My last two columns focused on pulses and the end-use markets opening up for their basic components like starch and protein. There’s a world of opportunity that’s open to growers if they choose to take advantage of it. End use markets for pulse-related products are becoming big business.

Once growers and others get over the fear of diversifying their business and exploring new possibilities, they can work with the right process equipment company to help them make this a reality. I’m lucky to have had the experience working in this department; equipment providers with access to the full range of equipment needed to process pulses are few and far between.

The conversation Can-Seed often has with clients revolves around the opportunity of value-add opportunities. Splitting, dehulling/cracking and roller milling capabilities can add some additional value to an existing operation, so clients are getting more margin out of what they are already handling.

There’s a reason so much processing of pulses revolves around field peas. Field peas aren’t that visually appealing, and a lot of people aren’t fond of the texture. Still, Canada is the world’s top producer of them from an acreage standpoint. It only makes sense to create a value-add system where more people are milling this product and getting it into other markets.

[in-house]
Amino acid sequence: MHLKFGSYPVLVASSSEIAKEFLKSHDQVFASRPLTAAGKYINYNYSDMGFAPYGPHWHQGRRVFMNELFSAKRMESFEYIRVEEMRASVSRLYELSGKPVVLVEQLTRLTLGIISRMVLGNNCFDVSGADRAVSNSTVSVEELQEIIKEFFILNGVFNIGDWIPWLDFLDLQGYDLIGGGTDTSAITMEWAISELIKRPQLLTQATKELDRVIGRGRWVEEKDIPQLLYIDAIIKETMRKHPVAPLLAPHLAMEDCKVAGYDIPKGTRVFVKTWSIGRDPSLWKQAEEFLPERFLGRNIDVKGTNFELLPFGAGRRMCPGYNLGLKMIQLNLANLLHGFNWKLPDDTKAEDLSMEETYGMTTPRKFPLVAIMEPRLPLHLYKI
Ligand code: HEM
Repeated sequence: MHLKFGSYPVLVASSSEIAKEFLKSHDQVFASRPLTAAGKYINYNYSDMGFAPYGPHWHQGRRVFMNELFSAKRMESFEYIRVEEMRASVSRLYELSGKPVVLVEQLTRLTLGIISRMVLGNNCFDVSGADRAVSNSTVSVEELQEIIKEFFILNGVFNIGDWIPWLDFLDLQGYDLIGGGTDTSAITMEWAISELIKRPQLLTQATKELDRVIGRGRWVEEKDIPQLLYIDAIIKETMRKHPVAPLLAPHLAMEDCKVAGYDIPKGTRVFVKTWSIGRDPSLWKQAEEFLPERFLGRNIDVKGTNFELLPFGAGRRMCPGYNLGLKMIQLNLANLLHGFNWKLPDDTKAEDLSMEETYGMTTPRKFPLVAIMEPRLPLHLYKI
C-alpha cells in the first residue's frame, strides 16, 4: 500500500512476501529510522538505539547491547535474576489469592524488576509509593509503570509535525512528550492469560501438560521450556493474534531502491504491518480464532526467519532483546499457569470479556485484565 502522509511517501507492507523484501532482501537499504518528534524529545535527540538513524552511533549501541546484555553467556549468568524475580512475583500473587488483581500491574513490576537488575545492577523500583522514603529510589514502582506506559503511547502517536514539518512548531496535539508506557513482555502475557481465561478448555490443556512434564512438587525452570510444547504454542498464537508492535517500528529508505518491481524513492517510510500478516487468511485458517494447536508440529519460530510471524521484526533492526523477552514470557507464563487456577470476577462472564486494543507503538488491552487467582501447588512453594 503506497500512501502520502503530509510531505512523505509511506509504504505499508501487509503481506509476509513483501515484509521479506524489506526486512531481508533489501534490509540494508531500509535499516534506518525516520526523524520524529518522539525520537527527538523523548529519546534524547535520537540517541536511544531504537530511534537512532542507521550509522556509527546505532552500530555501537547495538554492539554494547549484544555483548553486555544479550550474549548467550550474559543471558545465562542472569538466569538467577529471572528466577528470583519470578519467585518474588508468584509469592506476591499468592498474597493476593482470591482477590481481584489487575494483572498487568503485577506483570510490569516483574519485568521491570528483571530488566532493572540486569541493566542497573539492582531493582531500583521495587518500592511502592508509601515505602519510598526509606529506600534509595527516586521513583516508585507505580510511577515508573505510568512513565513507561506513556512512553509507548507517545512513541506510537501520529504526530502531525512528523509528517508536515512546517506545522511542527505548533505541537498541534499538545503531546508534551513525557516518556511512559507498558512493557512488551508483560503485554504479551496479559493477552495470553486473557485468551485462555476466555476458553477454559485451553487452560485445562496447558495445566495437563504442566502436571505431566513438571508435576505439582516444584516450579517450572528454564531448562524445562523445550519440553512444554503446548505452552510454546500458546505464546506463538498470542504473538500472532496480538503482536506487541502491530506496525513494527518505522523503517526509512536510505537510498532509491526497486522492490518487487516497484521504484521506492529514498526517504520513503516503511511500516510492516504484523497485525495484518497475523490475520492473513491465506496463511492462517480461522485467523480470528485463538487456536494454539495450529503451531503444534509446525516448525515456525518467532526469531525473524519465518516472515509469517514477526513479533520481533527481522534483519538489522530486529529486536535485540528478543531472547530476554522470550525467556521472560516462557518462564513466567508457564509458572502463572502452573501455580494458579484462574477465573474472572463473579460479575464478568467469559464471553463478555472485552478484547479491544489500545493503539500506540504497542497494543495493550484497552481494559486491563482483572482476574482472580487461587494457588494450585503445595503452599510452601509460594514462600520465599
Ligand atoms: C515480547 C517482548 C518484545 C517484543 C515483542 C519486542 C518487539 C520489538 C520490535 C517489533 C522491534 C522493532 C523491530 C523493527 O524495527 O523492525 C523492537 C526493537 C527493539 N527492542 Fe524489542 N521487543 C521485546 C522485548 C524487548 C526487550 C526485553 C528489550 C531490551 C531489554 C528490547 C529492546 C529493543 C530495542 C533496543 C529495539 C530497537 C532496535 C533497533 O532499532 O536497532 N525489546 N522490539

Most of the pulse and other niche crop food ingredient production happens in Western Canada and the American Midwest. This includes a variety of other commodities like lentils and quinoa as well.  Using peas as an example, if you isolate an 80 per cent pure protein product out of a shipment of field peas, you’re only using 20 or 30 per cent of the pea. The rest is starch.

To me it only makes sense to have that starch production be closer to where the peas are grown, isolate the food ingredient and ship it out to companies to use in protein fortification.  If that opportunity is not readily available then the starch can be sold into the many feed markets that exist in Western Canada. Keeping that beginning process closer to where the production is a win for producers and for Canada in general.

In the coming years, starch and protein extraction from peas and pulses in general will only grow. Canadian producers should be at the forefront of this. Can-Seed can help them do that.

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